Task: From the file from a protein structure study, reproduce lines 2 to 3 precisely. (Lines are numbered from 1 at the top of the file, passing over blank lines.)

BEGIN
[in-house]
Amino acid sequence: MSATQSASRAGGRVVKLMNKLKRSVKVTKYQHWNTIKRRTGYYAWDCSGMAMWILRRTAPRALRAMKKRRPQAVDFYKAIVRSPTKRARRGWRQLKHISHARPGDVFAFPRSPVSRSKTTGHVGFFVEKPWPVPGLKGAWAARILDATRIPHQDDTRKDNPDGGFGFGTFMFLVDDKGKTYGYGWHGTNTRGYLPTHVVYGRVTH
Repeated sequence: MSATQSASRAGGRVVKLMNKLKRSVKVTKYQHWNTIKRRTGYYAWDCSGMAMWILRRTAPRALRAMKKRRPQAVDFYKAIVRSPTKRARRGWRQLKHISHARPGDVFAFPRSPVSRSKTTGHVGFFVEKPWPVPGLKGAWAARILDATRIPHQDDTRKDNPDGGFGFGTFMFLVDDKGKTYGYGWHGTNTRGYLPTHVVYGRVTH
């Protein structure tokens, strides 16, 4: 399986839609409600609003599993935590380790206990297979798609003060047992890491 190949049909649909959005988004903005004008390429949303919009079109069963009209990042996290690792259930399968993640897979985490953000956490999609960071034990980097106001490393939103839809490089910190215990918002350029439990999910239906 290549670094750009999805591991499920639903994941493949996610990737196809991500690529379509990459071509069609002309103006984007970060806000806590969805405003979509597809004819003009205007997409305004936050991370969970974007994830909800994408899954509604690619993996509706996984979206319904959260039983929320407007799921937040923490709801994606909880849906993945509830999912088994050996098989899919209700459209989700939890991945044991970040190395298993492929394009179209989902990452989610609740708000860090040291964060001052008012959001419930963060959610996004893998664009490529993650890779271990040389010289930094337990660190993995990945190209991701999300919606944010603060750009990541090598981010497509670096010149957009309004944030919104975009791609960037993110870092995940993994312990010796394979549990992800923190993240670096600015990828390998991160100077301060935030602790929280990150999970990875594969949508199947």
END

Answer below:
Amino acid sequence: MSATQSASRAGGRVVKLMNKLKRSVKVTKYQHWNTIKRRTGYYAWDCSGMAMWILRRTAPRALRAMKKRRPQAVDFYKAIVRSPTKRARRGWRQLKHISHARPGDVFAFPRSPVSRSKTTGHVGFFVEKPWPVPGLKGAWAARILDATRIPHQDDTRKDNPDGGFGFGTFMFLVDDKGKTYGYGWHGTNTRGYLPTHVVYGRVTH
Repeated sequence: MSATQSASRAGGRVVKLMNKLKRSVKVTKYQHWNTIKRRTGYYAWDCSGMAMWILRRTAPRALRAMKKRRPQAVDFYKAIVRSPTKRARRGWRQLKHISHARPGDVFAFPRSPVSRSKTTGHVGFFVEKPWPVPGLKGAWAARILDATRIPHQDDTRKDNPDGGFGFGTFMFLVDDKGKTYGYGWHGTNTRGYLPTHVVYGRVTH